On a Friday night two weeks ago when Isabel, Micah and Ed Hightower went out to dinner at Isabel’s favorite restaurant in Blairsville. Isabel hasn’t been to Catfish Heaven since before her husband Ray died more than two years ago, and I never suspected that there would be long-lasting consequences to this innocent dinnertime excursion.
“Catfish Heaven” has been a popular local dining landmark in Union County since it opened back in 1946 as a primitive “fish camp” which became renowned for it’s abundant and tasty servings of deep-fried catfish filets, chicken, hush puppies and deep fried mushrooms and okra. Catfish Heaven was originally opened by Blairsville natives, Jesse Abel and his wife Florence and it was later turned over to their son Jesse Jr. and his wife when Jesse Sr. retired and moved to Florida in 1977. Local folks would tell you that Catfish Heaven has moved on a slow but steady downhill trajectory ever since.
When Isabel and her group arrived at Catfish Heaven, the parking lot was almost empty even though it was 7 p.m. and the height of the dinner hour. Originally constructed on a log cabin theme, the restaurant was huge, dark, unnaturally cool, and nearly empty with three bored waitresses hanging out near the hostess’ station and a listless busboy reading a paperback novel in an alcove adjoining the reception area. The odor of fish dinners and greasy spills from years past emanated from the carpets and furniture with an additional hint of stale cigarette smoke retaining it’s presence in the cool air. Isabel found it difficult to conjure up memories of the happy evenings spent here, as the self appointed waitress/hostess/maitre’d led Isabel and her friends to their table.
Although a hand-drawn sign posted on the clear plastic ‘sneeze shield’ boasted a “fresh, all you can eat salad bar,” a quick view of the salad fixings immediately belied the claim. The vegetables were no longer crisp, and two hours of sitting out in the air had taken it’s toll on their color, turgor and freshness. Nevertheless, Isabel and Micah dug around in the heaping bowls of vegetables and managed to come up with fresher-looking lettuce, spinach, mushrooms and tomatoes but not without some diligent effort. Ed declined the salad “sort and select” exercise and nibbled on some crackers that he found in a basket on their table.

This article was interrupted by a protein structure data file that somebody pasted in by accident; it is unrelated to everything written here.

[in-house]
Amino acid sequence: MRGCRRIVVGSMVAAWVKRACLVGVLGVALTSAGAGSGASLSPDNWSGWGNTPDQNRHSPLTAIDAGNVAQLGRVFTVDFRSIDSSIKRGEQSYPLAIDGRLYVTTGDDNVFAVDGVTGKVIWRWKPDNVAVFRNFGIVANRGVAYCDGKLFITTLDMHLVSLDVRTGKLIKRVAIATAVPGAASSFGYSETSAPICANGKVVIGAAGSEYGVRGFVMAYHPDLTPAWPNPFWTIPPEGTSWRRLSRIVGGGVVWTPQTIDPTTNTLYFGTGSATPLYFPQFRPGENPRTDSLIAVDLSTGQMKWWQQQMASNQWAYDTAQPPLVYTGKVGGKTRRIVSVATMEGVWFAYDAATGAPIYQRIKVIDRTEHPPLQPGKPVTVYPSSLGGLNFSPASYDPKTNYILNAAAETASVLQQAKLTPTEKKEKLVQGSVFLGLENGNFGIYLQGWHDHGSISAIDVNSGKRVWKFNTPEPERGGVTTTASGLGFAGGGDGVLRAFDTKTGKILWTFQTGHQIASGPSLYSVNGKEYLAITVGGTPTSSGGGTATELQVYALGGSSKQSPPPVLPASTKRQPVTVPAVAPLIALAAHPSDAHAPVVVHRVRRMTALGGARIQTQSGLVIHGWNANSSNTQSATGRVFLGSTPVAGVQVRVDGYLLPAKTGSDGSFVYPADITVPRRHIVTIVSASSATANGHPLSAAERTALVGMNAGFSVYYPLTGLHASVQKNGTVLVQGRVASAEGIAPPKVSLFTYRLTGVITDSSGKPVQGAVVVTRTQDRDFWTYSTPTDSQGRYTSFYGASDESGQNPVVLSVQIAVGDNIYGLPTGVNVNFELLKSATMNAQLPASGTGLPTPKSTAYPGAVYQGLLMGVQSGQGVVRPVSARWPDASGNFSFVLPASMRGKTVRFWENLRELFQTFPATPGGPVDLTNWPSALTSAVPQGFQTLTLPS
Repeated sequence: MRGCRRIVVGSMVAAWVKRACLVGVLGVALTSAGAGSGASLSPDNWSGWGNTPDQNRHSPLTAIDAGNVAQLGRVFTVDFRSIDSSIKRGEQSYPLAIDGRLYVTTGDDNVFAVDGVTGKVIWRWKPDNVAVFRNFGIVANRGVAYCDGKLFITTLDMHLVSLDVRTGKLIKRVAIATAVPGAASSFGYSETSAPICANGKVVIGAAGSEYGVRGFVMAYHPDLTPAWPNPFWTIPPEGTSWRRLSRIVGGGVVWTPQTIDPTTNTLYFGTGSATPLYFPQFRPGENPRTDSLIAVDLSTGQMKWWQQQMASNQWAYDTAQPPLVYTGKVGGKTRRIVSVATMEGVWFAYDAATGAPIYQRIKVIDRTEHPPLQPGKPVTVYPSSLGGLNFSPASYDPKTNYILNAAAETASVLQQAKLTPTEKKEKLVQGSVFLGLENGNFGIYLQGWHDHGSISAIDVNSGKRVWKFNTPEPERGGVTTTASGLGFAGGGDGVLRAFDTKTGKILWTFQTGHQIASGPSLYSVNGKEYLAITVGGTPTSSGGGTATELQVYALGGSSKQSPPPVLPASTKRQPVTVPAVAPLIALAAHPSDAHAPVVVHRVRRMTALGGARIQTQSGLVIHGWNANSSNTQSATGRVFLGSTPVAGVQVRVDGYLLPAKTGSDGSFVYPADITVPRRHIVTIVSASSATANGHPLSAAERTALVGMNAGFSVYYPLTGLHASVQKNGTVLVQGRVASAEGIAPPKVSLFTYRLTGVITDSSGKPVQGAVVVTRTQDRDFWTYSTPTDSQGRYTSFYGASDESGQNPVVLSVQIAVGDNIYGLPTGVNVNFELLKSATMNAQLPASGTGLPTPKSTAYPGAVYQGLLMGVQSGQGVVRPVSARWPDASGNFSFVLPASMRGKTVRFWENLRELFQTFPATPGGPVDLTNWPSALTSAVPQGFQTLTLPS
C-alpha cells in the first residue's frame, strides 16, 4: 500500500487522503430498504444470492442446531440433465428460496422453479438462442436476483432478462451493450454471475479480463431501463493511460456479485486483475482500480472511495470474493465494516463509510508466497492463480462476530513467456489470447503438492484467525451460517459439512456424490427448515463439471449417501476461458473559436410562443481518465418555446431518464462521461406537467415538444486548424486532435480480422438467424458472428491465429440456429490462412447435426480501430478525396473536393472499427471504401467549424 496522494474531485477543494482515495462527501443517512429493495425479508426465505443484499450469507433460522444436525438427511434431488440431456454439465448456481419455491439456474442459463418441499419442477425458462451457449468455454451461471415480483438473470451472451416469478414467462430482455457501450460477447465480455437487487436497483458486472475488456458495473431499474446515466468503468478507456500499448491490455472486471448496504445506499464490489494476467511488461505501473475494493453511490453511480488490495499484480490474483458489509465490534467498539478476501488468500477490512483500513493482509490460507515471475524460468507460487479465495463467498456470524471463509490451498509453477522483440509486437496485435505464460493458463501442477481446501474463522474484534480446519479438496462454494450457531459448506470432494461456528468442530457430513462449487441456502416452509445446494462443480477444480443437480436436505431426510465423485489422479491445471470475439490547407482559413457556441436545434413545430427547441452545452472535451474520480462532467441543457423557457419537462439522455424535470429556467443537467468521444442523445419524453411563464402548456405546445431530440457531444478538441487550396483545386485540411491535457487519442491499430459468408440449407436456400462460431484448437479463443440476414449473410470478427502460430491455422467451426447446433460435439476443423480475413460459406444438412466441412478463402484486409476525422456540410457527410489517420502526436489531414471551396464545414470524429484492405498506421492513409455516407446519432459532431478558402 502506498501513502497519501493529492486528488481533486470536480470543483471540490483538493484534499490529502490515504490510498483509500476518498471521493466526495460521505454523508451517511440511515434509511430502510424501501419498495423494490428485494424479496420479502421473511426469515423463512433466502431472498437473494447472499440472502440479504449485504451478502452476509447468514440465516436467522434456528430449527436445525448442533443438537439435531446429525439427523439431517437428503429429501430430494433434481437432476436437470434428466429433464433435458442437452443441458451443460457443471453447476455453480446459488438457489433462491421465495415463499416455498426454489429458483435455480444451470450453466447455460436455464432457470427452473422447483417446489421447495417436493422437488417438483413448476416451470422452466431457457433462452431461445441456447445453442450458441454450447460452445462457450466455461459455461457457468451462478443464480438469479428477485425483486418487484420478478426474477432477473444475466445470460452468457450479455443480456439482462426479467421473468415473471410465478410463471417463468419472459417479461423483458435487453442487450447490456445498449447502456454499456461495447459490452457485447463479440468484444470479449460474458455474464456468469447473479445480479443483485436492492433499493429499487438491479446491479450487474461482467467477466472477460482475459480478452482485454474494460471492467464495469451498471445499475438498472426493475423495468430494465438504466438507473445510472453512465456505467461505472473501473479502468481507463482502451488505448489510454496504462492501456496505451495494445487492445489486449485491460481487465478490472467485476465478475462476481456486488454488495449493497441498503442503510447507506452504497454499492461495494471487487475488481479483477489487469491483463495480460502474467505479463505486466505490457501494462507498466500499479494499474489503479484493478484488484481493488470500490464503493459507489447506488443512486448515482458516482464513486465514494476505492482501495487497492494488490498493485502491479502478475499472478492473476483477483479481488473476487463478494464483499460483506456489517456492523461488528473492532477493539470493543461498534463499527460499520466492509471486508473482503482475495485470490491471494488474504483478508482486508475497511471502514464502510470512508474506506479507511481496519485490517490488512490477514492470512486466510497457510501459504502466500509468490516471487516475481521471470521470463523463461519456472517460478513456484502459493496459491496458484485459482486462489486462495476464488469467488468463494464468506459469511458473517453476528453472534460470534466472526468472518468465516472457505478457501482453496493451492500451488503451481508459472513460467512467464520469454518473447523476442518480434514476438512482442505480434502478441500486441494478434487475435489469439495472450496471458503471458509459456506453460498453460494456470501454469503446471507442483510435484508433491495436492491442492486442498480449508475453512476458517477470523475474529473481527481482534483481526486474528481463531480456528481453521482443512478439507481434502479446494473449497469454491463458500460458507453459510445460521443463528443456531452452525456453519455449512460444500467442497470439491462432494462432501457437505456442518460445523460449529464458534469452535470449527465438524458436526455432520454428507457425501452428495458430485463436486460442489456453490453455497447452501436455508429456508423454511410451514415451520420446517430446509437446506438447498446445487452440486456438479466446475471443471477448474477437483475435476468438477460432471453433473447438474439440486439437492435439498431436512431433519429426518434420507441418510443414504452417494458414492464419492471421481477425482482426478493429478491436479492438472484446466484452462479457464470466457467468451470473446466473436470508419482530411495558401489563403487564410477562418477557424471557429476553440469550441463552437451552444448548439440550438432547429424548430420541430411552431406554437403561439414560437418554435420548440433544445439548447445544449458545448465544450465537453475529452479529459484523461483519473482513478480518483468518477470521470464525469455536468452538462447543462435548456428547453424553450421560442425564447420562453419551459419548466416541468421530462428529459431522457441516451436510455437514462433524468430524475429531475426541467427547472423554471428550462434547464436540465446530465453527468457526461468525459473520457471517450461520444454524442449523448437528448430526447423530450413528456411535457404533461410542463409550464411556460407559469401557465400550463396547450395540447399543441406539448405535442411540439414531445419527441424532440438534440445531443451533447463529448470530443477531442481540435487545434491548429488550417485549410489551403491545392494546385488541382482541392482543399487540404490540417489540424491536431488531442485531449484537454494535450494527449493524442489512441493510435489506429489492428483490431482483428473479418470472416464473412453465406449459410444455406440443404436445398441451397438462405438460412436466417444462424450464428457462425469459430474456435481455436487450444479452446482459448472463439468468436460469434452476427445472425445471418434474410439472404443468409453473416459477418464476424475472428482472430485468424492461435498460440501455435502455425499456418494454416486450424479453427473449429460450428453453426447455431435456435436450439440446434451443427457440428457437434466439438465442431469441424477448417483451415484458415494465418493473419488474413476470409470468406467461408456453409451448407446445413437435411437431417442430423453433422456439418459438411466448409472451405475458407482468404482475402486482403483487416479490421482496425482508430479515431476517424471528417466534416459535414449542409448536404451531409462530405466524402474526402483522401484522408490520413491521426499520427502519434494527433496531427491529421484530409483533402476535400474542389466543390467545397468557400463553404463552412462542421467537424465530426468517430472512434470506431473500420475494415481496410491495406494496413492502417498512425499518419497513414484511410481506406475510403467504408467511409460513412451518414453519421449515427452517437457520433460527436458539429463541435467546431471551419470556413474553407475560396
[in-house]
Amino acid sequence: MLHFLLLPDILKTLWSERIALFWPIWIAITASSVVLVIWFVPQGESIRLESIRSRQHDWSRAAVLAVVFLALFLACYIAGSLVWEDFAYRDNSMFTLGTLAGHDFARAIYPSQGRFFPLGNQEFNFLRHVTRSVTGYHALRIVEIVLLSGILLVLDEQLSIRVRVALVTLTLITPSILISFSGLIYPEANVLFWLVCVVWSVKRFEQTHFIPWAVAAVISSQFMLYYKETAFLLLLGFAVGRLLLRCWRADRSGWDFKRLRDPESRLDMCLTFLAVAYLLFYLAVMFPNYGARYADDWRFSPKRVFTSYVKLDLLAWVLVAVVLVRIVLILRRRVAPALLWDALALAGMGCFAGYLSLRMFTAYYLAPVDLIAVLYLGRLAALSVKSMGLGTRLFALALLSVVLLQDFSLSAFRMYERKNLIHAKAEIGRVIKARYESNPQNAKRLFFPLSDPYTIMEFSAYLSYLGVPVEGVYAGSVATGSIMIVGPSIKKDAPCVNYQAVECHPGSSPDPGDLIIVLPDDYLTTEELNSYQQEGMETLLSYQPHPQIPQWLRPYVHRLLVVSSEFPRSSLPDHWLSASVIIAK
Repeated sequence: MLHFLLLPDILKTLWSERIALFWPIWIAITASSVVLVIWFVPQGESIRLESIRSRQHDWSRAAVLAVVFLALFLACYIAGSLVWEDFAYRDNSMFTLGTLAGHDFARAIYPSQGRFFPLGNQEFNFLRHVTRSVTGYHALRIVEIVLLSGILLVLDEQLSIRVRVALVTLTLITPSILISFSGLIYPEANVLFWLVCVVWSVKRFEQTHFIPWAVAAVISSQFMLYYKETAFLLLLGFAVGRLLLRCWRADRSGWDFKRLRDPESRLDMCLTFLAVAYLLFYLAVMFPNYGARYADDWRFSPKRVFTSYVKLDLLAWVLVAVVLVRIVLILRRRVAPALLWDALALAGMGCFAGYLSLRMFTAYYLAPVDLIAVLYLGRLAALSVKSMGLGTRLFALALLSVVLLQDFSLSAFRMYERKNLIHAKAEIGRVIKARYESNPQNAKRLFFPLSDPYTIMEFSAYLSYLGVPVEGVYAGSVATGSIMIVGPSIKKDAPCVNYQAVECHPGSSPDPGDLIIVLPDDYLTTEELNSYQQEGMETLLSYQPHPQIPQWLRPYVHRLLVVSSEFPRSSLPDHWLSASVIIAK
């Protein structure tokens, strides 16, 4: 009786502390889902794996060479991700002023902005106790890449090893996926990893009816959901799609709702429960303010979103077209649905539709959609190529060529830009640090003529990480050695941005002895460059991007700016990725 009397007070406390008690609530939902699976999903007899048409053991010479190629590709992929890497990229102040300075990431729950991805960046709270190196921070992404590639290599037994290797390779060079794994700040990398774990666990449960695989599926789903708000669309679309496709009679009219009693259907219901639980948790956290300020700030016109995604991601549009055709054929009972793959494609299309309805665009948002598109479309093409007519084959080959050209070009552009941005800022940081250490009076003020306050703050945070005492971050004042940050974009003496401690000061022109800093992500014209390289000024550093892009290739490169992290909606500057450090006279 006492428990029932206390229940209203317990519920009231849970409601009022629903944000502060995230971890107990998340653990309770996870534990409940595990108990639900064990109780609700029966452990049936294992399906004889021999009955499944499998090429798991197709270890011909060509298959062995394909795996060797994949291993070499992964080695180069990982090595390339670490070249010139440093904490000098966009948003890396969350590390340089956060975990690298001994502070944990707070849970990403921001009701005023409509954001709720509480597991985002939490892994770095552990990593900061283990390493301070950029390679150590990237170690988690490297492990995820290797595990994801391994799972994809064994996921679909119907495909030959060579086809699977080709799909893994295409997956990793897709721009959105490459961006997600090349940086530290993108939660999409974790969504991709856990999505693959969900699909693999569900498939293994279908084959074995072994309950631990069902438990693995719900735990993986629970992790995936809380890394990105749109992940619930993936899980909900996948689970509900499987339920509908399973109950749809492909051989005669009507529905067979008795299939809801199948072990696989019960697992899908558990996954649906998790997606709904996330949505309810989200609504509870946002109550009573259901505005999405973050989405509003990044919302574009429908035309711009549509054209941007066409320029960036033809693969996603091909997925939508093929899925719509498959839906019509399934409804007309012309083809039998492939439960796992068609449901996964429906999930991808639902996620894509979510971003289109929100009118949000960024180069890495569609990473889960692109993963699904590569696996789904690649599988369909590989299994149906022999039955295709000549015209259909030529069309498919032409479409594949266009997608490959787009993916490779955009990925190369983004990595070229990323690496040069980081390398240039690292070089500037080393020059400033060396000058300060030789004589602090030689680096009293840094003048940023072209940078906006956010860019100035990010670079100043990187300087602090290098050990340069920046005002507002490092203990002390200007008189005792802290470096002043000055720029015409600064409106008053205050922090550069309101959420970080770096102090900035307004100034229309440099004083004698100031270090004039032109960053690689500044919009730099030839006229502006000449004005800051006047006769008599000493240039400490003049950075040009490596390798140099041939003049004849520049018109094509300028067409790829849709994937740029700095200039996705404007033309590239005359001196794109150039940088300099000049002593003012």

The main course was not as disappointing as the salad bar, and Isabel chose broiled native trout instead of the highly touted deep-fried catfish. The fish was tasty and well cooked, and refills were generous and handled quickly and efficiently. Because the restaurant wasn’t busy, the waitress seemed to be attentive and quick, but in general there seemed to be a lack of energy within the place, and the stale smell of meals gone by continued to plague the experience.
“You know, if someone got their hands on this place and brought back the old ‘Catfish Heaven’ that it used to be, this place could really be a great restaurant again,” Isabel remarked as she returned from her inspection of the salad bar. “From what I can see, these folks have got to be operating in the red,” replied Ed Hightower. “I think I’ll pulll a credit check on the Abels when I get back to work on Monday,” he murmured as they walked to the car.
It was 10 a.m.On Monday morning Isabel received a call from Ed Hightower. “The Bank of Union County holds the paper on the Catfish Heaven property, and one of my friends with the bank says that the Abel family is at least four months in arrears on their mortgage payments. Glen also said that UCB’s loan officer has been working closely with the Abels in hopes that they could turn things around before any foreclosure, but the situation doesn’t look good.” “How much do the Abels owe, Ed, do you have any idea?” Isabel asked. “I’d say somewhere around twenty grand, but they are also behind on their utilities and county taxes as well,” Ed countered. “So what do we do now, Ed?” “Not much TO DO until UCB goes public with a foreclosure or an eviction; remember, Isabel, this is somewhat privileged information at this point.” “I’m not sure I want to take on a restaurant at this point in my life, Ed, maybe we should just leave it alone.” “That’s certainly your option, Isabel; you asked the question — all I did is get you an answer, but this just might turn out to be an excellent opportunity for you to own a restaurant.”. Since no more could be accomplished at the time, Isabel left it there, and their conversation moved on to other things, but knowing Isabel, I was sure that the ultimate fate of Catfish Heaven would be up for discussion again.